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Jewish World Review Jan. 13, 2000 /6 Shevat, 5760

Chris Matthews

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Complacency might be the campaign key


http://www.jewishworldreview.com -- Manchester, N.H. --- Twenty-first century politics is opening with a whimper, not a bang. If people here pine for an exciting, charismatic new president, they don't show it. If they want dramatic change in the national direction, they're keeping that a secret as well.

This apathy clearly benefits the incumbent, Vice President Al Gore, and, for a time, the rival most people expect him to face in November, Texas Gov. George Bush. Both men could win the first-in-the-nation primaries here Feb. 1 and render all the later contests redundant including the Big Casino in California on March 7.

Two factors explain the January complacency: the buoyant economy and the weakness of any other topic to grab voter passions.

Gore clings to the country's current economic strength as if he were defending a one-man lifeboat, batting away anyone who tries to come aboard. He says Bill Bradley's health-care plan would sink the economy as surely as would George W. Bush's big tax cut.

Gore's strategy and tactic are one and the same: present himself as the lone, sure guardian of the best economy in history. Why would any sane, self-interested voter want to dump a successful economic crew if there's any doubt about the proposed replacements?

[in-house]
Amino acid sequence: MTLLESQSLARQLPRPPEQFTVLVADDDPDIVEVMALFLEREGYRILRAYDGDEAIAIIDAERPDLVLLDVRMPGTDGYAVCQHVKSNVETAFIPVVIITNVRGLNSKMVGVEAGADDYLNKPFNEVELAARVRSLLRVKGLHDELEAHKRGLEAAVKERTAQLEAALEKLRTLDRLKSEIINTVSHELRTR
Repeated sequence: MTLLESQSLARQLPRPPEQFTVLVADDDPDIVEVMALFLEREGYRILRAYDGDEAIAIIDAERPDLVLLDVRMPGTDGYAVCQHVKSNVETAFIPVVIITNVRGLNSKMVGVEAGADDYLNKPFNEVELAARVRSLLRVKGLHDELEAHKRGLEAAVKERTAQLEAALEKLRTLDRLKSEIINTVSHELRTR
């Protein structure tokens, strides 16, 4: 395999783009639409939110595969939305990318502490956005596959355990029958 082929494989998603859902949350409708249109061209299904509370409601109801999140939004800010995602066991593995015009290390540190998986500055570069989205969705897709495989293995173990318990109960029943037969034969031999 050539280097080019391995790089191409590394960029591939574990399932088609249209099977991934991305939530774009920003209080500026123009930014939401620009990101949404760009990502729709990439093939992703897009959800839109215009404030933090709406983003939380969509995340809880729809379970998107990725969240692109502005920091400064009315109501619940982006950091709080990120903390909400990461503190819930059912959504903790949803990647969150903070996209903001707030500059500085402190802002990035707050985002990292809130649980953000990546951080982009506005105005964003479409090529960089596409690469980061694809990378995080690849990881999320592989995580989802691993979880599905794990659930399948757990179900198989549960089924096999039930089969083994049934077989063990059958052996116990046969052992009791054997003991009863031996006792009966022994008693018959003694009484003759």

If Gore can make Bradley and later Bush look like economic risks, he wins the pivotal argument of the campaign.

At the risk of stirring even more voter complacency, I have yet to find any issue other than the economy that could trump it.

Ideology?

With the budget balanced for now, murder and overall crime levels down, welfare reform in place, the Cold War forgotten, much of America seems content to go to work, to see to the kids and to keep an eye on the retirement kitty. "Better dead than red" has been replaced by, "Don't rock the boat."

Personality?

Bill Bradley, the former Princeton All-American, Olympic and NBA basketball star, is an attractive candidate. If he could make a compelling case for himself and against Gore, he might pull a historic upset, much as Ronald Reagan nearly beat incumbent Gerald Ford in 1976. He hasn't yet, and the clock is running.

Al Gore, who in too many settings exudes all the vitality and warmth of a public figure standing in for himself in a wax museum, has meanwhile shown flashes of his far more appealing private self. At a senior center in Portsmouth he sang "Irish Eyes are Smiling" with Ted Kennedy, made a hip reference to a Woody Allen movie and engaged in a genial back-and-forth with reporters that reminded me for a few, brief shining moments of the playful, confident JFK.

For a nation prosperous and at peace, it might not take much more not in February, not in November.



JWR contributor Chris Matthews is the author of Hardball. and hosts a CNBC show of the same name. Send your comments to him by clicking here.

Up

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12/08/99: Taking Buchananism to the streets
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